Gratitude and Forgiveness are the keys to inner peace

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Be here now
By Jerry Brownstein
“The secret of health for both mind and body is not to mourn for the past or worry about the future, but to live in the present moment wisely and earnestly.”  -  Buddha

These words echo the wisdom of many great teachers throughout history, but what does it mean to live fully in the present moment? It means that your awareness is completely centered on the here and now – not lost in thoughts about the unknown future nor re-living events from the unchanging past. When you live in the present moment you realize that past and future are merely illusions of the mind – they do not exist in reality. This is simple to understand, but not so easy to put into practice, because our minds are always trying to drag us back into the past or get us lost in fantasies of the future. Fortunately, there are two powerful tools that we can use to stay centered in the present moment: Gratitude and Forgiveness. Gratitude keeps your mind from wandering into the future, and forgiveness stops it from dwelling on the past.

The practice of gratitude focuses your attention on the good things that are happening in your life Right Now, and this keeps you from looking to the future for your fulfillment. The best way to make this power of gratitude stronger and more effective is to use it as a simple daily practice. As soon as you wake up in the morning think of one thing that you are grateful for and hold that thought for a minute or two before you get out of bed. As your day unfolds continue to find more and more things to be thankful for. You may be grateful for the warmth of the shower, the taste of your coffee, the song of a bird, the color of the sky, the smile of a loved one, or whatever it is that works for you. Once you start to focus on gratitude you will be amazed at how much there is to appreciate in your life. Many things that you previously took for granted will take on new positive meaning, and you will find joy in the simple pleasures. Another good time to practice gratitude is when you go to bed at night. Take a few moments to go over in your mind all that happened during the day, and become aware of how many things you were grateful for. Doing this just before sleep programs your brain to focus on the good in your life, and it helps you to wake up feeling positive, energized and fully present.  

If it is gratitude that keeps your mind from wandering into the future, then it is forgiveness which frees you from the emotions of the past. Everyone has had painful experiences in their lives that they feel were caused by other people. Holding on to these feelings of hate, anger and resentment makes it impossible to achieve the true happiness that can only be found in the present moment. You may be perfectly justified in being upset about what “they” did to you in the past, but if you continue to dwell on it then you will only be hurting yourself. As Nelson Mandela once said, ”Holding a resentment is like drinking poison and hoping it will kill your enemy.” The good news is that we always have a choice – we can either carry those negative emotions around with us forever or learn how to let them go through the practice of forgiveness.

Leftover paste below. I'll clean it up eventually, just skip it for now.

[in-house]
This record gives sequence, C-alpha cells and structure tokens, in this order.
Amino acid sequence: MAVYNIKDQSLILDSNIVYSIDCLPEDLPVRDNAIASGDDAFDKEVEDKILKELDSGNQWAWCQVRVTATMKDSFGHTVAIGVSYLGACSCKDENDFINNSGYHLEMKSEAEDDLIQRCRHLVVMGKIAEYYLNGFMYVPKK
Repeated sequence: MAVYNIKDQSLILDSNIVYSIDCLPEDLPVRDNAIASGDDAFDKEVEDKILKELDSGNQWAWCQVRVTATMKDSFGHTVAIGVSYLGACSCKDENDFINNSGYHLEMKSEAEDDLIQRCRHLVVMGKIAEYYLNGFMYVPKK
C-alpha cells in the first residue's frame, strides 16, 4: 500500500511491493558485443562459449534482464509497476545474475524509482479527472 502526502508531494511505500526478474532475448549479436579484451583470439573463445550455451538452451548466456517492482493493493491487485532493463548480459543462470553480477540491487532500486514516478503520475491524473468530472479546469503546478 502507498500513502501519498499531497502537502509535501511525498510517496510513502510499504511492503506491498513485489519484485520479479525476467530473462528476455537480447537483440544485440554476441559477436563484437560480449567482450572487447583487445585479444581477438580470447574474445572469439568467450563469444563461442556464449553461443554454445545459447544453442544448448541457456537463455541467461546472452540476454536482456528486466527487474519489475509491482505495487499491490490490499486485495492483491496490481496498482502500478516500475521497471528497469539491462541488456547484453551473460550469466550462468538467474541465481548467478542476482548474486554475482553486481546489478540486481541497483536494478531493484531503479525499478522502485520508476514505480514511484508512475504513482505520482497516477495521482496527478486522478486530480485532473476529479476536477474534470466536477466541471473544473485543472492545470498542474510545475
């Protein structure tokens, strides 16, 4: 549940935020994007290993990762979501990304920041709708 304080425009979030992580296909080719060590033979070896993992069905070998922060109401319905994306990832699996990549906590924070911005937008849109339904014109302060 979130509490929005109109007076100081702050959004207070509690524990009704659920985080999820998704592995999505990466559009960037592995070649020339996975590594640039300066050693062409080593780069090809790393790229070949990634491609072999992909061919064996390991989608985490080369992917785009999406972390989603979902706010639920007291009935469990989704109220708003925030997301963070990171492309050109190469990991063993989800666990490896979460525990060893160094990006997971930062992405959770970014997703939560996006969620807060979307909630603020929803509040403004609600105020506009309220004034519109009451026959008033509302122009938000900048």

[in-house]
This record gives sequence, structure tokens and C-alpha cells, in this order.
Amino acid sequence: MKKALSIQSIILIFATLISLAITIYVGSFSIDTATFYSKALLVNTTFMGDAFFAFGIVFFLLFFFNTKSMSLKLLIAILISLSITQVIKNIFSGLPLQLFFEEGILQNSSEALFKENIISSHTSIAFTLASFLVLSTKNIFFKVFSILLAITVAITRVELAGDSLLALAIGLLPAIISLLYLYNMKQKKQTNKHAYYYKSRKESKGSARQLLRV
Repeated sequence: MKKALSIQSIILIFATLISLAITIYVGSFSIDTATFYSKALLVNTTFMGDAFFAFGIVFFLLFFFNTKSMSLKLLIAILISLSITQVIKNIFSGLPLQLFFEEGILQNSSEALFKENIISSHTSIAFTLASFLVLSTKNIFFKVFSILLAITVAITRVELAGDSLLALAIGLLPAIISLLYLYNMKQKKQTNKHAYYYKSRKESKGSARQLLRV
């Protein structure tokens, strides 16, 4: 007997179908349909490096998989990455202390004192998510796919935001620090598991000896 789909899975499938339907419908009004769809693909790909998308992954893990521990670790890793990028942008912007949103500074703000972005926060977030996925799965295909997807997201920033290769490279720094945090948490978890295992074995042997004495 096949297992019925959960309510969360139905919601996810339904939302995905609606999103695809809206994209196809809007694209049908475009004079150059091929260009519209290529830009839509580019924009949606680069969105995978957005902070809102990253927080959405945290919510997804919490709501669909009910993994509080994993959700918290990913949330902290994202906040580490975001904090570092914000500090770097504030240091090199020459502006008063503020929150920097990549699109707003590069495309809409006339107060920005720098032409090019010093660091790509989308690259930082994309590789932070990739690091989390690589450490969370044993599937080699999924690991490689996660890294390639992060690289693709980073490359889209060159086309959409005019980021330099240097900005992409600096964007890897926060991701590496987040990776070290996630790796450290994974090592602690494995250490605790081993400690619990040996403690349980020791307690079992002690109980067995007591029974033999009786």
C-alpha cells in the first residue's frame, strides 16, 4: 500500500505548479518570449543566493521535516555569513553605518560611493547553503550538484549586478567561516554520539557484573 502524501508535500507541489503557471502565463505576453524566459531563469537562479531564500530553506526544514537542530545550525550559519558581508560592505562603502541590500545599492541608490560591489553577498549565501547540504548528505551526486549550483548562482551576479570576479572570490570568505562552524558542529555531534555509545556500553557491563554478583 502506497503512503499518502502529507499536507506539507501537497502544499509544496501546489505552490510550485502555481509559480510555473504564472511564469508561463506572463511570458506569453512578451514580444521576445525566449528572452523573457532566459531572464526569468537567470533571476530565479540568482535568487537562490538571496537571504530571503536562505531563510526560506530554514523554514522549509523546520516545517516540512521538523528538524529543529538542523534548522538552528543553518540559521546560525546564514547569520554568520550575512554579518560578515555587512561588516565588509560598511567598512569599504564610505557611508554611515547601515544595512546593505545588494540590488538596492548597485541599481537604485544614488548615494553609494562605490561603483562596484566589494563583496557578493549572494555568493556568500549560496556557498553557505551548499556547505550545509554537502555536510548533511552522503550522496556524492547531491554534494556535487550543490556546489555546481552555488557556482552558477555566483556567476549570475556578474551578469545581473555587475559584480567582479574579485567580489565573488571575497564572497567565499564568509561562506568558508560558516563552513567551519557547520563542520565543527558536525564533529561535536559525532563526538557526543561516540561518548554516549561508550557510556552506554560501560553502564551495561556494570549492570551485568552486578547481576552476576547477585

Remember that forgiving someone does not in any way mean that you condone or approve of their negative behavior. The act of forgiveness is your own personal decision to set yourself free from the pain of the past and it does not excuse the other person from any wrongdoing. A good way to practice forgiveness is by writing a letter to the person you want to forgive. Describe every detail of what happened in the situation and how it caused you emotional pain or distress. Remember that you are NOT going to send this letter, and you are the only one who will ever see it, so feel free to be completely honest. At the end of the letter tell the person that you forgive them … and then throw it into a fire. Writing it all down will bring your negative emotions into the light of awareness, and the fire of forgiveness will put them to rest.

Another way that we avoid being in the present moment is by holding on to guilt or anger directed at ourselves for things that we have done in the past. By constantly re-living these events in our minds we keep ourselves anchored in the negativity of regret. There is a simple, yet powerful forgiveness practice for letting go of this type of suffering. Whenever you feel these kind of thoughts coming on, just stop for a moment, find a quiet space within, hold your hands over your abdomen, and say to yourself: “In every situation of my life I have done the very best that I could… with what I knew at the time.”  
Forgiveness helps to release us from the prison of our past… and Gratitude reminds us that the beauty of life resides not in the future, but in the present. Both of these practices help us to allow happiness and well-being into our lives, because those qualities can only be found in the present. In the words of Eckhart Tolle:

“Realize deeply that the present moment is all you have. Make the NOW the primary focus of your life.” •  



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